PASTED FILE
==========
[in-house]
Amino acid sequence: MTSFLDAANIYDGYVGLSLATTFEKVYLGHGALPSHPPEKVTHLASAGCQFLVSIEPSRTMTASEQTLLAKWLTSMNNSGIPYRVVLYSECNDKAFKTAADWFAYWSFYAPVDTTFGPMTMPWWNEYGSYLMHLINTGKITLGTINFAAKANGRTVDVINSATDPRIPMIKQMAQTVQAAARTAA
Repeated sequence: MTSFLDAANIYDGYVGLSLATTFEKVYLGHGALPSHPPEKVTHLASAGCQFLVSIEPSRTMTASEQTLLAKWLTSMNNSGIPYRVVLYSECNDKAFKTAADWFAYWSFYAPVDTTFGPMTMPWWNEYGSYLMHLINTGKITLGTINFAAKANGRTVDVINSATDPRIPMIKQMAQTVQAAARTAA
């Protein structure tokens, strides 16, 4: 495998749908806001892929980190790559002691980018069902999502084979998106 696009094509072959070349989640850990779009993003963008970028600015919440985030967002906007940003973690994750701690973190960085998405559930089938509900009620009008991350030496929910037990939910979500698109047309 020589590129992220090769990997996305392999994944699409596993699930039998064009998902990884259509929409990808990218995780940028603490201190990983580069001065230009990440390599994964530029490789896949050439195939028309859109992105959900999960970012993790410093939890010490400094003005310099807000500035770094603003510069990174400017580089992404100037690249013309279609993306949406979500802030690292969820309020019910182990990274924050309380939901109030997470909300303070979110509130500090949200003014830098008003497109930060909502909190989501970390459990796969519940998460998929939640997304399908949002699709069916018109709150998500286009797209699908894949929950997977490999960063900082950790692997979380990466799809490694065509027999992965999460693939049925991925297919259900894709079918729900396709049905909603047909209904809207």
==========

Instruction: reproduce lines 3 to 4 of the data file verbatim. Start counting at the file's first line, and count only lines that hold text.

Repeated sequence: MTSFLDAANIYDGYVGLSLATTFEKVYLGHGALPSHPPEKVTHLASAGCQFLVSIEPSRTMTASEQTLLAKWLTSMNNSGIPYRVVLYSECNDKAFKTAADWFAYWSFYAPVDTTFGPMTMPWWNEYGSYLMHLINTGKITLGTINFAAKANGRTVDVINSATDPRIPMIKQMAQTVQAAARTAA
């Protein structure tokens, strides 16, 4: 495998749908806001892929980190790559002691980018069902999502084979998106 696009094509072959070349989640850990779009993003963008970028600015919440985030967002906007940003973690994750701690973190960085998405559930089938509900009620009008991350030496929910037990939910979500698109047309 020589590129992220090769990997996305392999994944699409596993699930039998064009998902990884259509929409990808990218995780940028603490201190990983580069001065230009990440390599994964530029490789896949050439195939028309859109992105959900999960970012993790410093939890010490400094003005310099807000500035770094603003510069990174400017580089992404100037690249013309279609993306949406979500802030690292969820309020019910182990990274924050309380939901109030997470909300303070979110509130500090949200003014830098008003497109930060909502909190989501970390459990796969519940998460998929939640997304399908949002699709069916018109709150998500286009797209699908894949929950997977490999960063900082950790692997979380990466799809490694065509027999992965999460693939049925991925297919259900894709079918729900396709049905909603047909209904809207």